in France, so he shrugged and gave a slight grin,

to commiserate with the soldier, but he knew
that everyone fights their own battles in this war.

He was only a lieutenant, a lower-ranking attache
than the colonel who sent him on this job,

but he still held rank over this soldier, so he told
the soldier that once there were no screams inside

and they opened the doors to bring everyone
to the crematoriums, he wanted to be notified.

Then he walked away. At fifty metres he clutched
at his pockets to find his cigarettes and lighter;

he wanted anything to calm him down and help
him focus on anything else until it was time.


He stood in the field, chain smoking, until
he heard the running footsteps in the distance.

He looked at his pocket watch. Twenty minutes
had passed, as he saw a soldier running

toward him. He looked at the gas chamber
and saw they had opened the doors, so he started

his methodical walk back to where he was
destined to go. He acknowledged the soldier

with a wave, and quickened his pace
to the building. He saw a few different soldiers

this time, all waiting until the cloud of gas
was cleared from the chamber so they could work.

He walked to the doorway. It was dark,
but he could make out a pyramid of people

toward that small now closed centre vent.
From what he could tell, it looked like the Jews

tossed the babies and small children toward
the top, in an effort to keep the children alive.

One of the soldiers passed him as he stared,
so he asked him how long he had been doing this.

“Nearly a year,” he answered. So he had to ask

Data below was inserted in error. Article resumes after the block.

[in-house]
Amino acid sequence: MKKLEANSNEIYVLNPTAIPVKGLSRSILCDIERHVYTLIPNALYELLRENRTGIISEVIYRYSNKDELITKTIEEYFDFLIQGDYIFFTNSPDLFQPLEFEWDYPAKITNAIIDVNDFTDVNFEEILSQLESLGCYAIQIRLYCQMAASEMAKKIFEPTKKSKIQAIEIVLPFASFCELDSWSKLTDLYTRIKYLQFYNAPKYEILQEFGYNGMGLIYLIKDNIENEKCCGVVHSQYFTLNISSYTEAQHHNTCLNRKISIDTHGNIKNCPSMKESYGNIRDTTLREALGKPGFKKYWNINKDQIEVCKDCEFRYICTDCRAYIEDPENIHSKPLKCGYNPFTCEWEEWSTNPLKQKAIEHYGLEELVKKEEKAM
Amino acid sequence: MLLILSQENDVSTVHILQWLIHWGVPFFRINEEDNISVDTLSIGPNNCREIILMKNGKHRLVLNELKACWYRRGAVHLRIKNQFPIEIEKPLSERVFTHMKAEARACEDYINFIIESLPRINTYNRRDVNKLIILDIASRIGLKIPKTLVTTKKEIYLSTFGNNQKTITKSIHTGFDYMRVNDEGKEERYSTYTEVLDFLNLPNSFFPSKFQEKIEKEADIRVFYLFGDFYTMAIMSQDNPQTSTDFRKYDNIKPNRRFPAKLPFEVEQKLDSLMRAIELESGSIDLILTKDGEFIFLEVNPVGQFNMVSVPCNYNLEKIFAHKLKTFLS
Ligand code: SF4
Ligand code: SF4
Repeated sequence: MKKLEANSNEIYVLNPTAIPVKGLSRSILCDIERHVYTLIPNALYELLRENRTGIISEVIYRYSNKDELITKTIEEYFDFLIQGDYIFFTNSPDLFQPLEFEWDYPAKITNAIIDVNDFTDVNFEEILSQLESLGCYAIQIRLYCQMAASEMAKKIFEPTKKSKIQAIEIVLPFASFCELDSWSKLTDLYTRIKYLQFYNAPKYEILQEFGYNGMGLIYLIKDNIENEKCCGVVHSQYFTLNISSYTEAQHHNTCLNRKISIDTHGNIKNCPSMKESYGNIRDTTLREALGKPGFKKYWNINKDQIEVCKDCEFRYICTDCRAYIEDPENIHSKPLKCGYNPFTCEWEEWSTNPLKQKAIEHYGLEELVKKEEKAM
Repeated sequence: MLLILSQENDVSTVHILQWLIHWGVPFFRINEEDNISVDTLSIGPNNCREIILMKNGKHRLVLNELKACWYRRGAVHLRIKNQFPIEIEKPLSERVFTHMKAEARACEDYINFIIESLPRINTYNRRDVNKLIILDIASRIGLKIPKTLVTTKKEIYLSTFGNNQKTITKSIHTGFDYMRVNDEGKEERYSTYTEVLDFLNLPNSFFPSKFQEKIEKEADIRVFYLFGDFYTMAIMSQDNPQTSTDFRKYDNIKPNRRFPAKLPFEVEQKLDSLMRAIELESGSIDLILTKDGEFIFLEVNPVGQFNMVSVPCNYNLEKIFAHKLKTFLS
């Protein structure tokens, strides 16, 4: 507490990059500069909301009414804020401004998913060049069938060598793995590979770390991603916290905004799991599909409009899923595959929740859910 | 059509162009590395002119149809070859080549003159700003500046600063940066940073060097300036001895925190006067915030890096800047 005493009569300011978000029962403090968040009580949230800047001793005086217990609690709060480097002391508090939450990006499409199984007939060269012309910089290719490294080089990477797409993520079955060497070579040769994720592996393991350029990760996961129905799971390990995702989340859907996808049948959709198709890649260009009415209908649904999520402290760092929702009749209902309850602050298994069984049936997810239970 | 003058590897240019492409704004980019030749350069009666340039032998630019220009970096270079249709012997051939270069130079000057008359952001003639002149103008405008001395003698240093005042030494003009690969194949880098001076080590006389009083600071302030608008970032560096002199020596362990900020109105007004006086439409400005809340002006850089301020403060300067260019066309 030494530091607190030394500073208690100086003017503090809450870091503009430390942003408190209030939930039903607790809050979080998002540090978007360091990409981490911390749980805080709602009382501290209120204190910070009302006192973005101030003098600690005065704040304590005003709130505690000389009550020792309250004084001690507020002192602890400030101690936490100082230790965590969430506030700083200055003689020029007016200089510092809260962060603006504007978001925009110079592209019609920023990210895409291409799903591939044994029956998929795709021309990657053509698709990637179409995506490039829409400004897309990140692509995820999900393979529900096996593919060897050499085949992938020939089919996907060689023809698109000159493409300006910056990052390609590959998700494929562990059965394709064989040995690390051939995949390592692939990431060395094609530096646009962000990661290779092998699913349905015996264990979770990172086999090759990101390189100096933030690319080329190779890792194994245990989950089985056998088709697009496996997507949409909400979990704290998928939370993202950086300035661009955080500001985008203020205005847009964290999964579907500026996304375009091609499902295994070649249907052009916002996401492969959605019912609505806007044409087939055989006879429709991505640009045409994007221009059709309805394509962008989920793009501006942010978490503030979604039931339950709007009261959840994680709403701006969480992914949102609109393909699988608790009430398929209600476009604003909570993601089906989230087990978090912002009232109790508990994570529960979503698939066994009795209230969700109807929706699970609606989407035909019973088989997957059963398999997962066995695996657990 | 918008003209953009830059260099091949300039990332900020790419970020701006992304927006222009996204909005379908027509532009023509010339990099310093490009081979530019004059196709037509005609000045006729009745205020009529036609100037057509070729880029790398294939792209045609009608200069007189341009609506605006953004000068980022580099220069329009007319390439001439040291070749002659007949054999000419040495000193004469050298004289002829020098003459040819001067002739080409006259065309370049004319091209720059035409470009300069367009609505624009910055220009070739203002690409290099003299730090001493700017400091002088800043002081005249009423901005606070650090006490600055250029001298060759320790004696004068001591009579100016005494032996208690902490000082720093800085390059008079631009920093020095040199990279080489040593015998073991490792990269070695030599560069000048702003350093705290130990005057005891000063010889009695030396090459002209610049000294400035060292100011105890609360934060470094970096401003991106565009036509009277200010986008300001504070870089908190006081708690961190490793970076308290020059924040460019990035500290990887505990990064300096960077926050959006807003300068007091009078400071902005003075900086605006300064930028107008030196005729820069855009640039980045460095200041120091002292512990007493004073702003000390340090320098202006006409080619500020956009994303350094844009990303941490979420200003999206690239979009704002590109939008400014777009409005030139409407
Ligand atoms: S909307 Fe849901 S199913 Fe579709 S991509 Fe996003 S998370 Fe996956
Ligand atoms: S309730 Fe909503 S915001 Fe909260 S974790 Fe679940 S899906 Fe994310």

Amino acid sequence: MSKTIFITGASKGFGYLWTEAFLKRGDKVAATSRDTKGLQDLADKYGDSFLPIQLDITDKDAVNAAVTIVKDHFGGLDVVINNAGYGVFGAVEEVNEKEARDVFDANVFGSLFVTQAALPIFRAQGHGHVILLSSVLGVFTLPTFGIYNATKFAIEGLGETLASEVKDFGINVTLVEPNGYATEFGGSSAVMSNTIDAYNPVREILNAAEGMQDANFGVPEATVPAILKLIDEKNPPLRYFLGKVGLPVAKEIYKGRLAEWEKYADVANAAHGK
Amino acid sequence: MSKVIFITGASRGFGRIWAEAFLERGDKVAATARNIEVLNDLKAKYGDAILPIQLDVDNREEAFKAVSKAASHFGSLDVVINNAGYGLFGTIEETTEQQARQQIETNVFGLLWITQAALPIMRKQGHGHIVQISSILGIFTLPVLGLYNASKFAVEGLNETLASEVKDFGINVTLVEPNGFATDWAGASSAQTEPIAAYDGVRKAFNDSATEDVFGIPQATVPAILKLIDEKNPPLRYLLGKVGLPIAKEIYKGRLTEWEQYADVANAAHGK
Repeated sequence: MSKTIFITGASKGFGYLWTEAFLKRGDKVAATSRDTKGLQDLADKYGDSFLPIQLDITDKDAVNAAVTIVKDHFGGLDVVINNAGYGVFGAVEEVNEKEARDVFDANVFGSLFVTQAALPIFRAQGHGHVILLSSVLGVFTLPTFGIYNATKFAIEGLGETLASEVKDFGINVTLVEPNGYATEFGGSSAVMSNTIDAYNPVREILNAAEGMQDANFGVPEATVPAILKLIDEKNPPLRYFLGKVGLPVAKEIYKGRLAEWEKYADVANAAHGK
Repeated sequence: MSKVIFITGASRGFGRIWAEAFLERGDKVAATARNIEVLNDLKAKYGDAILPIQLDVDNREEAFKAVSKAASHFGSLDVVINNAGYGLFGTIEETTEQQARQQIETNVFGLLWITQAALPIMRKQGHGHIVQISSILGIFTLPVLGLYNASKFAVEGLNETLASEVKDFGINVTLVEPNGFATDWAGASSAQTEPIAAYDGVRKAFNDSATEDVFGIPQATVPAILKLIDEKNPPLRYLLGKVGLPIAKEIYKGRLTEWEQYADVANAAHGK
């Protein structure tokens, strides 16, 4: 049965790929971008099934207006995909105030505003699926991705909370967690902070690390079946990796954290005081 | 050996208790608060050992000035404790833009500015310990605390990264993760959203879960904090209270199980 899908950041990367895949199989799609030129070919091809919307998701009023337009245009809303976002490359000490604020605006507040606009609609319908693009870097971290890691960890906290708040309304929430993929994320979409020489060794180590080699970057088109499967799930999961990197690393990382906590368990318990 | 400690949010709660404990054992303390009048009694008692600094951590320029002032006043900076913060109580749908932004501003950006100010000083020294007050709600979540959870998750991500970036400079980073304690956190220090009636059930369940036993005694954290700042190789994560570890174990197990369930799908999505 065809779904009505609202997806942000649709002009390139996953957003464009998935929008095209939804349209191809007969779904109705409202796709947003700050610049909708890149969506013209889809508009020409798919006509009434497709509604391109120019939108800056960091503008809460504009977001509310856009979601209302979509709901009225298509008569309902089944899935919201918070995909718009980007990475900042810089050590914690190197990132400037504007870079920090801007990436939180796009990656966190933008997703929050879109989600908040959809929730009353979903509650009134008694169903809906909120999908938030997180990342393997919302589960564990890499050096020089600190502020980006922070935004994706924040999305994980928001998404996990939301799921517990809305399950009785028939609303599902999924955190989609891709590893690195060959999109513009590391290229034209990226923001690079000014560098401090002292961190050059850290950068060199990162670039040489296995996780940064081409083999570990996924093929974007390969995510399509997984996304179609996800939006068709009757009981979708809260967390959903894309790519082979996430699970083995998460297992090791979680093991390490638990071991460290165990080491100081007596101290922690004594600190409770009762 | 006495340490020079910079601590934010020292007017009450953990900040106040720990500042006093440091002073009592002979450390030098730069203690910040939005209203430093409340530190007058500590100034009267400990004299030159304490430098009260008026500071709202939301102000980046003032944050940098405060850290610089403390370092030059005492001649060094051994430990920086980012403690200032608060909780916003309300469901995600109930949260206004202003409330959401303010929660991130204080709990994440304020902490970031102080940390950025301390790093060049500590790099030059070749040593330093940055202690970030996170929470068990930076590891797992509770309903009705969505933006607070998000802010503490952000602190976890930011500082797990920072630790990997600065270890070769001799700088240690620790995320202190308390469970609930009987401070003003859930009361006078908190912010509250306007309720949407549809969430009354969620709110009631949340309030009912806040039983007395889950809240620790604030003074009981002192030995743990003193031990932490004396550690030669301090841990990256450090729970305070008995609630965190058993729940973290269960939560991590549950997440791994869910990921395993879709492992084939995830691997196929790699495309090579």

if doing this, if seeing this, bothered him.

The man only answered, “If you do something
long enough, you get used to anything.”

With that, he nodded slightly, and knew
he saw enough. He walked away.


Early the next morning, he came back to the offices
at the Dachau concentration camp, so he could

get his paperwork as quickly as possible, so he
could get out of there as quickly as possible.


The tension knot grew smaller in his stomach
the closer he got to his home in that drive,

but as he came to his home, he saw his wife
sitting outside their home, with all the widows open.

Once he got out of the car, he could hear
her coughing, sounding more and more hoarse

with each gasp. He only wanted to hold her,
but concern overtook him as she explained

that she just used a pesticide fumigant
throughout the house, and she could

no longer breathe while inside those walls.
He looked to the second floor of the house

for the children, and she told him they were
each staying the night at friends homes.

And suddenly he imagined that fumigant
that’s killing the vermin inside their home —

Hydrogen Cyanide was now in their home.
A form of Zyklon B was now in their home.

All she was trying to do was kill the vermin,
and he thought of the propaganda ministry

he now worked for, telling the nation to believe
that the Jews are the rats, the Jews are the vermin.

So he looked at their home, and told her
they would get out of here tonight, as far

as they possibly could. He then held her close
before they walked away, holding hands.